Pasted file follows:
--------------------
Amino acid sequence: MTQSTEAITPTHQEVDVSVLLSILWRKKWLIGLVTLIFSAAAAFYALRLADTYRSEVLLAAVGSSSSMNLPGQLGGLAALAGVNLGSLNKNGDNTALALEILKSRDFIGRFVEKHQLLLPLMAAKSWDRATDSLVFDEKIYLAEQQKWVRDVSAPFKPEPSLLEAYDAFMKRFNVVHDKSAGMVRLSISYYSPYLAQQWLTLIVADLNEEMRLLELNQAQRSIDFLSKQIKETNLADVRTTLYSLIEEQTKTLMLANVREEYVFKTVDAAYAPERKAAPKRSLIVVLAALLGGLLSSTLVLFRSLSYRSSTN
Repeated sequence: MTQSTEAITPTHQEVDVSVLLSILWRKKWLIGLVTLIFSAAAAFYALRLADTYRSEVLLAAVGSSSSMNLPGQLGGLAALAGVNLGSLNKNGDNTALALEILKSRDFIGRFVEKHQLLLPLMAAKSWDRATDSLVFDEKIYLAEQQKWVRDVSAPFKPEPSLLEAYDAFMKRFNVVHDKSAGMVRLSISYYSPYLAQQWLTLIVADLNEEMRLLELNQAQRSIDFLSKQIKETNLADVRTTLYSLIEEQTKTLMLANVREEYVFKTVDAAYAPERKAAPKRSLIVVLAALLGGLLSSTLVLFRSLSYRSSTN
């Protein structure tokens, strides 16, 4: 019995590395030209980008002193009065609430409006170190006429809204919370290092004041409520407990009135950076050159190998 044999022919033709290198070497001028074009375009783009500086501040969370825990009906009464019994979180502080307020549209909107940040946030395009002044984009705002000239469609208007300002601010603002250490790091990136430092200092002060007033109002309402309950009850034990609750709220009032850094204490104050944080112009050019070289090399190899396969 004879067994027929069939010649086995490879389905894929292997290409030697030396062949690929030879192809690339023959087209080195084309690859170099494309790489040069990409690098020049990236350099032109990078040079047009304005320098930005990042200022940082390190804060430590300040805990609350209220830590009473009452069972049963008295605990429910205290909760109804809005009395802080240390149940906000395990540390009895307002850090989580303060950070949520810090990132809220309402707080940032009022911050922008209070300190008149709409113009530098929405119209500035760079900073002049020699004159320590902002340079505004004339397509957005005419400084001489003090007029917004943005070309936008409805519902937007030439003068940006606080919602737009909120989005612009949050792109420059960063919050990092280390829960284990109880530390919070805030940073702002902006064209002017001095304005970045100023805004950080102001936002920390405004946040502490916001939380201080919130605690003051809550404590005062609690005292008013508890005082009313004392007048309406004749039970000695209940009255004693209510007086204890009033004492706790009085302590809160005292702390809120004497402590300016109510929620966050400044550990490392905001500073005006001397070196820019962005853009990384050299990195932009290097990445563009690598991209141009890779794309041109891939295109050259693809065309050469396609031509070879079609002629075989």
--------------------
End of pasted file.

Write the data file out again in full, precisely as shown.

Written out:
Amino acid sequence: MTQSTEAITPTHQEVDVSVLLSILWRKKWLIGLVTLIFSAAAAFYALRLADTYRSEVLLAAVGSSSSMNLPGQLGGLAALAGVNLGSLNKNGDNTALALEILKSRDFIGRFVEKHQLLLPLMAAKSWDRATDSLVFDEKIYLAEQQKWVRDVSAPFKPEPSLLEAYDAFMKRFNVVHDKSAGMVRLSISYYSPYLAQQWLTLIVADLNEEMRLLELNQAQRSIDFLSKQIKETNLADVRTTLYSLIEEQTKTLMLANVREEYVFKTVDAAYAPERKAAPKRSLIVVLAALLGGLLSSTLVLFRSLSYRSSTN
Repeated sequence: MTQSTEAITPTHQEVDVSVLLSILWRKKWLIGLVTLIFSAAAAFYALRLADTYRSEVLLAAVGSSSSMNLPGQLGGLAALAGVNLGSLNKNGDNTALALEILKSRDFIGRFVEKHQLLLPLMAAKSWDRATDSLVFDEKIYLAEQQKWVRDVSAPFKPEPSLLEAYDAFMKRFNVVHDKSAGMVRLSISYYSPYLAQQWLTLIVADLNEEMRLLELNQAQRSIDFLSKQIKETNLADVRTTLYSLIEEQTKTLMLANVREEYVFKTVDAAYAPERKAAPKRSLIVVLAALLGGLLSSTLVLFRSLSYRSSTN
């Protein structure tokens, strides 16, 4: 019995590395030209980008002193009065609430409006170190006429809204919370290092004041409520407990009135950076050159190998 044999022919033709290198070497001028074009375009783009500086501040969370825990009906009464019994979180502080307020549209909107940040946030395009002044984009705002000239469609208007300002601010603002250490790091990136430092200092002060007033109002309402309950009850034990609750709220009032850094204490104050944080112009050019070289090399190899396969 004879067994027929069939010649086995490879389905894929292997290409030697030396062949690929030879192809690339023959087209080195084309690859170099494309790489040069990409690098020049990236350099032109990078040079047009304005320098930005990042200022940082390190804060430590300040805990609350209220830590009473009452069972049963008295605990429910205290909760109804809005009395802080240390149940906000395990540390009895307002850090989580303060950070949520810090990132809220309402707080940032009022911050922008209070300190008149709409113009530098929405119209500035760079900073002049020699004159320590902002340079505004004339397509957005005419400084001489003090007029917004943005070309936008409805519902937007030439003068940006606080919602737009909120989005612009949050792109420059960063919050990092280390829960284990109880530390919070805030940073702002902006064209002017001095304005970045100023805004950080102001936002920390405004946040502490916001939380201080919130605690003051809550404590005062609690005292008013508890005082009313004392007048309406004749039970000695209940009255004693209510007086204890009033004492706790009085302590809160005292702390809120004497402590300016109510929620966050400044550990490392905001500073005006001397070196820019962005853009990384050299990195932009290097990445563009690598991209141009890779794309041109891939295109050259693809065309050469396609031509070879079609002629075989």